Treating our livers to cure Alzheimer's? The idea sounded absurd to me until I read a news story that changed my thinking. In a story titled, "Liver treatment to cure Alzheimer's," a study conducted in the UK focused on manipulating the accumulation of neuron-damaging amyloid-beta in the brains of laboratory rats.
A healthy liver removes toxins from our bodies. The article says that scientists "found that raising A-beta blood levels slowed down the speed at which molecules of the protein were swept from the rats' brains." The rising A-beta levels mentioned were rising because the rat's livers were not doing their job of filtering out the damaging proteins.
The study, which was reported on in Journal of Alzheimer's Disease, backed up the existing theory that "freely circulating amyloid-beta concentrations outside the brain can regulate clearance rates inside the central nervous system."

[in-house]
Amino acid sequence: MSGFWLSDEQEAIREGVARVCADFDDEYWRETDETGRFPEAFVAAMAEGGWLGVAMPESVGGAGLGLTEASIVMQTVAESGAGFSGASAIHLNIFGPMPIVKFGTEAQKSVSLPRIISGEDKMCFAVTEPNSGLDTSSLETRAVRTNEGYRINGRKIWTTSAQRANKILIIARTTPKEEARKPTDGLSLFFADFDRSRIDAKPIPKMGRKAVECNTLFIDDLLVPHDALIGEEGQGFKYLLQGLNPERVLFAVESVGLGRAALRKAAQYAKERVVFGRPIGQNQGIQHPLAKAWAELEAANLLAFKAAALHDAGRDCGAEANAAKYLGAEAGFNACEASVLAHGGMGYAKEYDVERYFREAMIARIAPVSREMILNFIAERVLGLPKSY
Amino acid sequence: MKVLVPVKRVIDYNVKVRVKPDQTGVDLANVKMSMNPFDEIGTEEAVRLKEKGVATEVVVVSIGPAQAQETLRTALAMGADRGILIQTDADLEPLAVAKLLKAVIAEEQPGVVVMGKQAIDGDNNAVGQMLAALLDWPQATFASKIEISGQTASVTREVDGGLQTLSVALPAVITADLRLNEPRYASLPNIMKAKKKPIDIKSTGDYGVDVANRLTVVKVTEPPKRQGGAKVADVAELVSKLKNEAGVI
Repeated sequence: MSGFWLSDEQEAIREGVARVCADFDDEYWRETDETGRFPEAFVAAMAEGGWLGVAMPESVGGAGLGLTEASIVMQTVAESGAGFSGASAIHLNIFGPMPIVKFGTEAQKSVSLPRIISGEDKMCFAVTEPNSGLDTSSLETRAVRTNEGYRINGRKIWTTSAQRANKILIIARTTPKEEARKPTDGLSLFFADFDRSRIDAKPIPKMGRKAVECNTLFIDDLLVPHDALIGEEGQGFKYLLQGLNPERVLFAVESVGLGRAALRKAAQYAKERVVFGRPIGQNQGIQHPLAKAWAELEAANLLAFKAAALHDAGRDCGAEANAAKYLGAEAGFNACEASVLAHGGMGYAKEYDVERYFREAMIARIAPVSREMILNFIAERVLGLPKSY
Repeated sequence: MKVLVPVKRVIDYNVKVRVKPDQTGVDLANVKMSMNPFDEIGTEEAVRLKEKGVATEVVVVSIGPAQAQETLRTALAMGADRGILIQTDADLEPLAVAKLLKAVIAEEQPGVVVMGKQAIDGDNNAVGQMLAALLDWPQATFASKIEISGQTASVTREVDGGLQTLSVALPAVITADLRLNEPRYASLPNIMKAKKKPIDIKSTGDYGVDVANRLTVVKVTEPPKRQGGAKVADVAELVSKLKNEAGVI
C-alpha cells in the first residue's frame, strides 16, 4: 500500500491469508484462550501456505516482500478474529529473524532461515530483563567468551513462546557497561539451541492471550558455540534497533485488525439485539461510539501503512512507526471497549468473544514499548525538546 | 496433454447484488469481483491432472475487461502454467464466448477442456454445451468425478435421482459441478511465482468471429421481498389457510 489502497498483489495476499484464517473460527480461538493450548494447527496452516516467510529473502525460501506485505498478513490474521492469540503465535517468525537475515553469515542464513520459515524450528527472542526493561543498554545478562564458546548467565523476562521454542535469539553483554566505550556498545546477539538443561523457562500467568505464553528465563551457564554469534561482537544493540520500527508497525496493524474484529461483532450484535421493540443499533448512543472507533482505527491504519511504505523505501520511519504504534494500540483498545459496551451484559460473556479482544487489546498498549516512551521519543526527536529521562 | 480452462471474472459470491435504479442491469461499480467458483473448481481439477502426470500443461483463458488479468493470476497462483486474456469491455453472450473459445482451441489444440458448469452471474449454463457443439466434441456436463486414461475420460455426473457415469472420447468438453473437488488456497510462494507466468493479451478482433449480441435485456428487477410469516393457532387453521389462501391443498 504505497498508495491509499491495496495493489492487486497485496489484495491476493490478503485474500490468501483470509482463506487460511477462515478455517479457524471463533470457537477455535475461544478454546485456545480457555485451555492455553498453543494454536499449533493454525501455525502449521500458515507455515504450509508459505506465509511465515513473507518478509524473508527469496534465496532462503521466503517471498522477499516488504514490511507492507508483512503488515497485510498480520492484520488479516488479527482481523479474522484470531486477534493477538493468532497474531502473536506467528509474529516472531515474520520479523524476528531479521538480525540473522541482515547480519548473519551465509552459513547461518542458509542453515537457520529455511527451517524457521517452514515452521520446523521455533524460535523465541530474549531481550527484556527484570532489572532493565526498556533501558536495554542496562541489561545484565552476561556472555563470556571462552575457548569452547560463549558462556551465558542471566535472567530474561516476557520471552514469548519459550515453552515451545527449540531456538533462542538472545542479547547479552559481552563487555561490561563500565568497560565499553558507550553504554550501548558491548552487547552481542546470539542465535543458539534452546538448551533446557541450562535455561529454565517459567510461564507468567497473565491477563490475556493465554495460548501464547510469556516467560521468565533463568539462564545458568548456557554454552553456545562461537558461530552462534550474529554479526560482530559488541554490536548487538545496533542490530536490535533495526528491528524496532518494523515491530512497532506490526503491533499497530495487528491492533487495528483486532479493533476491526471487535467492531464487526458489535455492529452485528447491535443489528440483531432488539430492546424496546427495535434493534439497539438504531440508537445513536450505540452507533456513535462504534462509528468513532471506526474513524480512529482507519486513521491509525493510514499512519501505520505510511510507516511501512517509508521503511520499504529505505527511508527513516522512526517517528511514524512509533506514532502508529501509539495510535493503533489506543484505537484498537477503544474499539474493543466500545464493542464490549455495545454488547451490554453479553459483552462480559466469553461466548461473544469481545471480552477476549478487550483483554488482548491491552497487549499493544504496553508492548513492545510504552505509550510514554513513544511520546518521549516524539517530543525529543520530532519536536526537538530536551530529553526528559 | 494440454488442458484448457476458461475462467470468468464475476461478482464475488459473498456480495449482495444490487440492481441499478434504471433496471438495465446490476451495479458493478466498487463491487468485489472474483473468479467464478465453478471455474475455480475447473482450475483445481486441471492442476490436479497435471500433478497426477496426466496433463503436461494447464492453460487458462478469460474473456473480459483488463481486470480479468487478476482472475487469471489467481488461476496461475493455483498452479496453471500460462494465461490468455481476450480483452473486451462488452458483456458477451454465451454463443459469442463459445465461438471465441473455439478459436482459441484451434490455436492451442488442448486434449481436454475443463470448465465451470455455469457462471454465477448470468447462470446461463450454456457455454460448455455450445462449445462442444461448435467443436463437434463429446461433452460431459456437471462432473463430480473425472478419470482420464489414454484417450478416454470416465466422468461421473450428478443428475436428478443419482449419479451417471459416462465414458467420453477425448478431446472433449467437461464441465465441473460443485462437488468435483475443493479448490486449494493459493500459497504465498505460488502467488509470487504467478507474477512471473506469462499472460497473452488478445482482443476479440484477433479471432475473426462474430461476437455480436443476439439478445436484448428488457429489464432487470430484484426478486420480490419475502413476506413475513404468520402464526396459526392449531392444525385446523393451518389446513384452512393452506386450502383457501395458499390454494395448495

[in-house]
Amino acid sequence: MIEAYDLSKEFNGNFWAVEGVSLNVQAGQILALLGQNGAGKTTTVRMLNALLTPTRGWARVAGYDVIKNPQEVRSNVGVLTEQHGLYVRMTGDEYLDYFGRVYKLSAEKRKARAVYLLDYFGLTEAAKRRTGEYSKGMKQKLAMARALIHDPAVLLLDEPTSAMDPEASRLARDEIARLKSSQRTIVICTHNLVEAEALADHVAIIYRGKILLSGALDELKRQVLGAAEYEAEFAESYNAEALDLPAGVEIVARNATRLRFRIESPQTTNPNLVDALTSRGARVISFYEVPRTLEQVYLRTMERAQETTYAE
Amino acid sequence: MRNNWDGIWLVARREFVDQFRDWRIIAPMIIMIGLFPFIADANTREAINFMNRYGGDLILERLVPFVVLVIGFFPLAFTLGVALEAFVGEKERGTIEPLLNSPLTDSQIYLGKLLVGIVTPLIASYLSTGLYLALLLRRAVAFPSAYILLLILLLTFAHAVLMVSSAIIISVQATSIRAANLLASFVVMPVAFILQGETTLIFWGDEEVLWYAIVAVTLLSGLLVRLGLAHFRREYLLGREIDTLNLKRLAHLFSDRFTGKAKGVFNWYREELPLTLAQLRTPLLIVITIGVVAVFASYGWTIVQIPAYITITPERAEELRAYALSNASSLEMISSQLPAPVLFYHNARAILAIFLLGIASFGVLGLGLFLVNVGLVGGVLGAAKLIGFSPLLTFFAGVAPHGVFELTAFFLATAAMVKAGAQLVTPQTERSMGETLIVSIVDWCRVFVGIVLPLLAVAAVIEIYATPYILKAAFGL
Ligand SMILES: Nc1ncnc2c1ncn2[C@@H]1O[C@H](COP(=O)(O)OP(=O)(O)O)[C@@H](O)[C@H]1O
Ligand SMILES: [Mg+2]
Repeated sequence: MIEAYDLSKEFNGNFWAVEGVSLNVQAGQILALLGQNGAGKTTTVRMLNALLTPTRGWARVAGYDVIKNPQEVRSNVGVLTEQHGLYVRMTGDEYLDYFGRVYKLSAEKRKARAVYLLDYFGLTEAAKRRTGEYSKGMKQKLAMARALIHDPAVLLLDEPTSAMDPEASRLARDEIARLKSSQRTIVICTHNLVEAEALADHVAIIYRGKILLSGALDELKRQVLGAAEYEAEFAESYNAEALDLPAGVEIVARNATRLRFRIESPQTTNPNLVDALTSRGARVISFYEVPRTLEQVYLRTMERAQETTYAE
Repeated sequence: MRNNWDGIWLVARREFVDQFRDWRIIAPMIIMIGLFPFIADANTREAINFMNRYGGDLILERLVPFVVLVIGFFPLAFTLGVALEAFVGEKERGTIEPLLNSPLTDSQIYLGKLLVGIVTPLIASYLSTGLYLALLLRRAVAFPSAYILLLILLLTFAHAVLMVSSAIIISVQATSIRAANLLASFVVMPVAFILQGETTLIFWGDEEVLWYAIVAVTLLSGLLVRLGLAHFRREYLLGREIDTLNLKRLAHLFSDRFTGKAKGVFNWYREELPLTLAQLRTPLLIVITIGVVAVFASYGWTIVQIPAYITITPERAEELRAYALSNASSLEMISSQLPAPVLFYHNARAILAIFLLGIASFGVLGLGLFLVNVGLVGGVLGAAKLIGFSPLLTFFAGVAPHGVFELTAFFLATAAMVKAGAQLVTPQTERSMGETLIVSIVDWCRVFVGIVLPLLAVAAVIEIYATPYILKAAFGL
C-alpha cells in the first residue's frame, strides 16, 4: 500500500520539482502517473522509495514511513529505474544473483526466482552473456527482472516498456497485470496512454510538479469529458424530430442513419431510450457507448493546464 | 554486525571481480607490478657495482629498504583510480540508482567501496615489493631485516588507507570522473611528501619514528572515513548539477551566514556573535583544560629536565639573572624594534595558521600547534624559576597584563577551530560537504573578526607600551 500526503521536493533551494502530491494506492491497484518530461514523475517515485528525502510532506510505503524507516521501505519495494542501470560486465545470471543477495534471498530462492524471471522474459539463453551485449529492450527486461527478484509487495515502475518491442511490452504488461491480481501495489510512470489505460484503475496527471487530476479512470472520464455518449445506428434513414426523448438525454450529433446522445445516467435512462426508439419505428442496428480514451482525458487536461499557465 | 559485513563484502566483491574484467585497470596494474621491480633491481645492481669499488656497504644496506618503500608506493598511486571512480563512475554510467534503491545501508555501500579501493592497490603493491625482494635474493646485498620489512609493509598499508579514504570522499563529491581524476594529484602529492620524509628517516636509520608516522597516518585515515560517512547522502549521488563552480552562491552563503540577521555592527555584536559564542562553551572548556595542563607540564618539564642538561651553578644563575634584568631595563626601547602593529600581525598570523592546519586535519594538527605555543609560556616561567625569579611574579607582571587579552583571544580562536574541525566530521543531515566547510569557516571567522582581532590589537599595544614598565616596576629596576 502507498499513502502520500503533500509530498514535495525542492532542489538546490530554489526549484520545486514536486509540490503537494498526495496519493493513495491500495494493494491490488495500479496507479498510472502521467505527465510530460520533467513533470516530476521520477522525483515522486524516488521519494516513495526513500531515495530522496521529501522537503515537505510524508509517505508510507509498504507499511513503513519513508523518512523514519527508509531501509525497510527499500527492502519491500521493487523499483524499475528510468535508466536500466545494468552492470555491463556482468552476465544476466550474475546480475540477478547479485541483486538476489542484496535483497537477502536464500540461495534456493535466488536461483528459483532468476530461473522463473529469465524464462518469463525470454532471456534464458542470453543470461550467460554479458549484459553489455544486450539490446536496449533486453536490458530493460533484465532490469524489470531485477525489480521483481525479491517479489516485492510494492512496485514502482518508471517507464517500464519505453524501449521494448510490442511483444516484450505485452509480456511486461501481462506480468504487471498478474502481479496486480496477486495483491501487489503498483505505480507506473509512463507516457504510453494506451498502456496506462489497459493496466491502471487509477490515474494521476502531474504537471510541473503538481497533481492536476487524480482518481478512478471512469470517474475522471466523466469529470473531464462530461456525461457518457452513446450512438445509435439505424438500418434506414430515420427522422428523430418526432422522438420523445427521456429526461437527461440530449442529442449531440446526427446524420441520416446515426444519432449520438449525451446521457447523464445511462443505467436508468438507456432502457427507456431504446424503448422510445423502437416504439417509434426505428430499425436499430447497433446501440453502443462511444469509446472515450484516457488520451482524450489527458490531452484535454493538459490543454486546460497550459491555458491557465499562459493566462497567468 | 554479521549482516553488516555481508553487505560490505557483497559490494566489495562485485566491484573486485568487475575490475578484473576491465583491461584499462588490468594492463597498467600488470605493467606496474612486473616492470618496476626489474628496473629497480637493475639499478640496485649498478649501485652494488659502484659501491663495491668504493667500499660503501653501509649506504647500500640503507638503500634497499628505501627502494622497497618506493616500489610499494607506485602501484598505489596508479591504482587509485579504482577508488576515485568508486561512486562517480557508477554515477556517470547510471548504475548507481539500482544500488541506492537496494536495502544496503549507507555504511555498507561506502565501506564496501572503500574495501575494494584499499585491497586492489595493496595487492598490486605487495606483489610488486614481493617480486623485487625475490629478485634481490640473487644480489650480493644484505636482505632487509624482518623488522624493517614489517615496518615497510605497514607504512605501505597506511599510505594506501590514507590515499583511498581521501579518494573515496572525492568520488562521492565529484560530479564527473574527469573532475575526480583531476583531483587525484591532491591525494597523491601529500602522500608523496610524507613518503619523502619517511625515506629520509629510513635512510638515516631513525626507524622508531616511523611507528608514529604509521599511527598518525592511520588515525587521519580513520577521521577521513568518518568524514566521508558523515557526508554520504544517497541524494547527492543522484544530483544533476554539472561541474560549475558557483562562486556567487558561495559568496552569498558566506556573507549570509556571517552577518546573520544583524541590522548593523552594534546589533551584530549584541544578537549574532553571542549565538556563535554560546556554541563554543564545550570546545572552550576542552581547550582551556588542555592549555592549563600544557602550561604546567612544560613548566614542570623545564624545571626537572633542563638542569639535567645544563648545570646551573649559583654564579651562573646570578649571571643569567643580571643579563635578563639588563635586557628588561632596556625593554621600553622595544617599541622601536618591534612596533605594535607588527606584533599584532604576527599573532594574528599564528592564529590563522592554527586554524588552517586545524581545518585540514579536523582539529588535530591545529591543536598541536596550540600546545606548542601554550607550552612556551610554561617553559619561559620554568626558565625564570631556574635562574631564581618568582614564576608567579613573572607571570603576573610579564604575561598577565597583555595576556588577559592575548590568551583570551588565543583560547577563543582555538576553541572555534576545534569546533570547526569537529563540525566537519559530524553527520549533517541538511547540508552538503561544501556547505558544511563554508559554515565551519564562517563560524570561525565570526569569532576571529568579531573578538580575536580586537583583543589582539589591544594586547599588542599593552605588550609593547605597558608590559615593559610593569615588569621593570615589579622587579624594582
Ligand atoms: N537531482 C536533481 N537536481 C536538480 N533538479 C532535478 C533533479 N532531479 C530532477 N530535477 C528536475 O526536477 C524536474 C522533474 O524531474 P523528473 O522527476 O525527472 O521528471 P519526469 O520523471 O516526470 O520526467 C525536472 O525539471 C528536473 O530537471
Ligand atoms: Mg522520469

According to the article, past research has "suggested that the circulatory system can act like an A-beta sink. The data clearly show that the liver is the primary drain."
This theory, if it proves worthy of translating studies to humans, would require a process to help the a person's liver keep the amyloid-beta concentrations from moving through the blood stream to the brain. Obviously, this procedure is not ready at your local doctor's office just yet. But it seems to have a chance at moving through the approval system faster than a new drug.
In my opinion, there is great need, medically and morally, to speed up help for those now living with Alzheimer's disease. This study suggests the liver treatment process may help prevent Alzheimer's, which is, of course, of huge importance.
But those coping with the disease need to know there is funding available to find ways to help them soon. A drug ten years down the road is too late to provide these people with that kind of hope. If researchers get the financial support they need to move forward, this new treatment may provide that hope.
Published On: February 25, 2009